I love talking to people about relationships and the like, especially friendships. I am always fascinated by people whose friends are all just like them. If they are rich, their friends are rich, if they are black, all their friends are black, if they are…well you feel me.

Personally, I feel we grow best when we spend time with people who make us think, stretch our awareness. I love sitting at the feet of my elders, soaking up their wisdom. I also, love chatting it up with 20 somethings and listening to their new and innovative, sometimes startling views of things. And at any time you are going to see me talking to the kids, sharing something with them and learning something from them.

I also like to talk to people who aren’t considered to be in my ‘circle’. And mind you I say this very tongue in cheek because I really don’t have a circle. What I mean by this is for me to engage a person doesn’t have to be black, female, middle class, live in a certain place, vote or think the way I do. They do have to make sense and be open-minded. I honestly feel that if we don’t surround ourselves with people who have more or know more, how will we learn? And if we don’t have people in our lives who have less or know as much, who can we assist or inspire?

I remember years ago a woman telling me that she wanted her son to marry someone who had equal or had more than him. I asked her how would she feel if her son fell in love with someone who had more than him and that person didn’t want him because he had less. She looked at me with complete puzzlement as if it had never occurred to her that her son could possibly be snubbed by someone in the same way she was asking him to snub someone. Funny, no?

Of course I am not talking about hanging out with people who will harm you or others. What I am saying that true diversity means being open to and acceptable of all people regardless of the socio-economic backgrounds, or ethnicity. Because everything that glitters ain’t gold and something that might look tarnished may be a real jewel. I see so many marriages where the woman was looking for money and the man for honey and several months in they realize they have nothing in common, especially if the money is spent, or the honey dried up.

All I am saying is that if all your friends drive the same kind of car, or wear the same kind of clothes or are the same complexion or ethnicity, et al, you might be missing out on some really cool people or some extraordinary opportunities to grow or give….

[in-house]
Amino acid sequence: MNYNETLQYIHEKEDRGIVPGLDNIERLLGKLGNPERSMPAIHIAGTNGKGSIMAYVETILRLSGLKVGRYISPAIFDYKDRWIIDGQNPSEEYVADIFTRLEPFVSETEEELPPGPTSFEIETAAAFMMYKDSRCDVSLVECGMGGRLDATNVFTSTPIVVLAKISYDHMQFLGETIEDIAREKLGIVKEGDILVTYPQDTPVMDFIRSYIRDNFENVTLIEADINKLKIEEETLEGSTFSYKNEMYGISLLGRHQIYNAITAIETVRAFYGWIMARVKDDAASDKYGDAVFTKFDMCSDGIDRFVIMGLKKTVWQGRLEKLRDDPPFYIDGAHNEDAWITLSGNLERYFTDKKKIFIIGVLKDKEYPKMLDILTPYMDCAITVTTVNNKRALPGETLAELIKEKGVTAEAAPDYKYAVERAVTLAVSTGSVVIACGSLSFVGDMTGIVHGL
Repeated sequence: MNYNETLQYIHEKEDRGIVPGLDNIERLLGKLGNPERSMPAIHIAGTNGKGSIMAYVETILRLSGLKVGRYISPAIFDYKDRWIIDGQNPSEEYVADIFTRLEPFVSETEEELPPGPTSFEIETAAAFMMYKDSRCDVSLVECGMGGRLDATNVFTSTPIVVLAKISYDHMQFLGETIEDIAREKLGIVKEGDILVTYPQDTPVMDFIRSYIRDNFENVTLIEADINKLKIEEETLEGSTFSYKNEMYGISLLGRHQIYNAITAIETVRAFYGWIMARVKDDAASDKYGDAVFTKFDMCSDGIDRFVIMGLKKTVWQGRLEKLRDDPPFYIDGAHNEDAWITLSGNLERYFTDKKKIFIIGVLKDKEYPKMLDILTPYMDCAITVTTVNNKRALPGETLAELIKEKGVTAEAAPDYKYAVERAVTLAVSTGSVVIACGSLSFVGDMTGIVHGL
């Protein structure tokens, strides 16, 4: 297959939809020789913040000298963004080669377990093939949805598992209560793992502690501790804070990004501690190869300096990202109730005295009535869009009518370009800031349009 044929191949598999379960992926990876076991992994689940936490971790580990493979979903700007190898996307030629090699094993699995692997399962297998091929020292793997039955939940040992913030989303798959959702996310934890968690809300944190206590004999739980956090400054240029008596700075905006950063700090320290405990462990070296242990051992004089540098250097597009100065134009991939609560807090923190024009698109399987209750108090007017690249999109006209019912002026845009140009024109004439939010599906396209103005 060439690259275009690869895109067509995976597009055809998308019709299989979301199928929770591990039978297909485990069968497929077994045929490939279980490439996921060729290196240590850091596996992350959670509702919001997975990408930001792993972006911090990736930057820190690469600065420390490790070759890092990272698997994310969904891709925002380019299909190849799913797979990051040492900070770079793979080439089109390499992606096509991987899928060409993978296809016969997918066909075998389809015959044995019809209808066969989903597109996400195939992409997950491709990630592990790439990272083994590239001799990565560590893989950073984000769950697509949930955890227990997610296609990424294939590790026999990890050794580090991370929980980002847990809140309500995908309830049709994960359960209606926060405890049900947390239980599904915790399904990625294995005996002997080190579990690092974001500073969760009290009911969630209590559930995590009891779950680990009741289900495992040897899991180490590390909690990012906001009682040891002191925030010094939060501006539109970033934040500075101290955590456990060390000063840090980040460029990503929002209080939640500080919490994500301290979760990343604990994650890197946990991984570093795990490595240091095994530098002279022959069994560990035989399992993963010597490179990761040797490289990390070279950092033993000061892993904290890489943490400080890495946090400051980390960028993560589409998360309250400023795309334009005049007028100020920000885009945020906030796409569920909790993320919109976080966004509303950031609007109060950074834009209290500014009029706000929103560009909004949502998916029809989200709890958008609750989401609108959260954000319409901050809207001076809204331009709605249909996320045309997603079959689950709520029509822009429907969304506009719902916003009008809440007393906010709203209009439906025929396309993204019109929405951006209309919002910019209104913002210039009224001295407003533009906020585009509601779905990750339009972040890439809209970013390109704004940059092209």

But surely I don’t know…


Tuesday, April 12, 2011


This morning on my drive to work, I was listening to the TJMS and one of the topics was how Jamaican musicians were bleaching their skin because they thought it would make them more popular. That lighter skin made life easier. The radio personalities commented on how horrible the bleaching had turned out, one said it looked as if the bleacher had a nuclear accident.

Years ago I read an article about the same process happening in certain parts of Africa and then I wondered do the people not see how horrible it looks and why would someone do that to themselves. Some literally had bleached their skin raw. But of course my question was rhetorical, because I have always known that some Black people will do almost anything to appear lighter or have straight hair.

Back in the day people was putting straight lye, potash, people on their hair to straighten it, at the risk of burning their scalps. And as a child growing up, I recall the jars of Nadinola that was guaranteed to brighten the skin.

I remember when my eldest son was about seven, he found a jar of skin whitener, yes it said whitener, at a relative’s home and he ran out with it, asking, “Why you trying to whiten your skin.” You could have heard a pin drop. The relative smiled slightly, finally saying, “It’s just to make my skin prettier.” That hurt me to my core because whether she knew it or not, she was saying, the lighter or whiter the skin, the prettier.